finishes a spool so you can install a new one. Shop staff can give you new spools to replace empties only.
There are a couple of actions under "setting" on the main menu that as self-service users, you will need to be able to use to make sure the machine can
run your job successfully.
One good practice is to check extrusion manually for a moment before starting an actual job. This is the "extruder" button under "setting".
The arrows are buttons - first, push on the 50 or 100 button, so you can advance the filament enough to see results (these represent mm of
movement, as far as we can tell). Then push the arrow pointing down, to feed the filament into the nozzle. You should see a clean white
noodle of plastic extrude and drop straight down after a few seconds of feeding. If this doesn't happen at all, and/or you hear a loud clicking sound on the
right side of the machine while it attempts to extrude, that means there's a problem with feeding filament. It could be the filament tip
snagging in the nozzle, or it could be binding in the spool (see below for detail on both). It is more likely to be filament feeding issues rather than a
clogged nozzle if it's clicking during manual extruding.
Do not attempt to run a print if either or both of these are happening - it will not work. Read on for more instructions.
If the filament doesn't extrude straight down in a clean thick stream, or if there was any reason the nozzle might have gotten backed up,
it's always a good idea to run the nozzle cleaning
The bed leveling
function shouldn't need to be done frequently, but is also a good thing to do regularly to prevent problems from starting.
Filament Spools Need Love
FDM printer spools must remain under tension so that the filament doesn't loosen and tangle on itsef, like this:
Or else, during a print, it will bind on itself tightly like this, which will interrupt a job:
To prevent this, minimize handling of spools, and always check the cartridge for issues.
The next image shows the route that the filament makes out of the cartridge. All parts must be in place,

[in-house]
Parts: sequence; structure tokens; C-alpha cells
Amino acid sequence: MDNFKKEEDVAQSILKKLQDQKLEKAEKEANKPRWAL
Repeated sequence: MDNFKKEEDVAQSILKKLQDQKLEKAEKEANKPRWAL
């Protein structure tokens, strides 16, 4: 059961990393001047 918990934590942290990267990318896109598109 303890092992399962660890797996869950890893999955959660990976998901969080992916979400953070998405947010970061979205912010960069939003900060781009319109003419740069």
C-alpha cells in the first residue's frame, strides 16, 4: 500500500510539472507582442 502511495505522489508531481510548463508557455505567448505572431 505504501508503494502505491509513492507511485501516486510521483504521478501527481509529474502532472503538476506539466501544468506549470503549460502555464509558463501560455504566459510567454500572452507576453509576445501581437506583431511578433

and the clear tubes must be kept intact. NEVER cut the filament tubes. If they were yanked out
(usually by bound filament), gently move them back into their proper location.
Also, do NOT open a new spool until the old one is completely empty. There is no risk of error in leaving
a low spool in to start a print - the job will pause when it runs out, and that is when it is okay to put
in a new spool.
New spools come vacuum bagged under tension - when you open these bags, and cut the tape off the filament tip,
be careful not to let the filament lose tension! Keep a thumb on it and keep it tight as you install into the cartridge.
If you hear a loud clicking sound coming from the right side of the machine while it attempts to extrude,
that means there's a problem with feeding filament. It is usually binding in the spool (as in above photo). Do not just keep attempting to print
if extrusion is not happening, and/or especially if you hear the clicking sound.
Sometimes the filament will be properly installed, with no binding, and will still not extrude from the nozzle.
You'll hear that clicking sound as the feed motor tries and fails to push the filament forward.
These Sindohs rarely clog, in reality. Most of the time, either the filament is bound on itself on the spool, or sometimes,
the 'jammed' filament is just catching
on the inner edge of the steel tube it must pass through to get to the nozzle. This next image shows the tiny opening,
barely deburred. We have been increasing the bevels on these edges ourselves when nozzles are snaggy.
See how tightly the filament is going to fit in that tube? There's really no wiggle room, so if the filament has a rough edge
or is excessively curved, it will really want to collide with that edge, rather than slipping cleanly through.
Sometimes, rarely (as long as we stick with the clean white PLA), a nozzle is actually patrially clogged, and won't extrude fast enough to
keep up with a print. If after checking all the
above regular maintenance, and manual extrusion works but on a print, which will run at different rates of speed, the filament only comes out
in wispy hairs and the cartridge starts clicking as it's unable to feed properly, and a few rounds of nozzle cleaning don't clear it, then the nozzle
might need to be replaced. Let us know if this happens and what maintenance you've done to try to clear it out.
Sometimes PLA filament just breaks in the cartridge or in the tubing. It's more likely to with age/exposure to fluctuating humidity.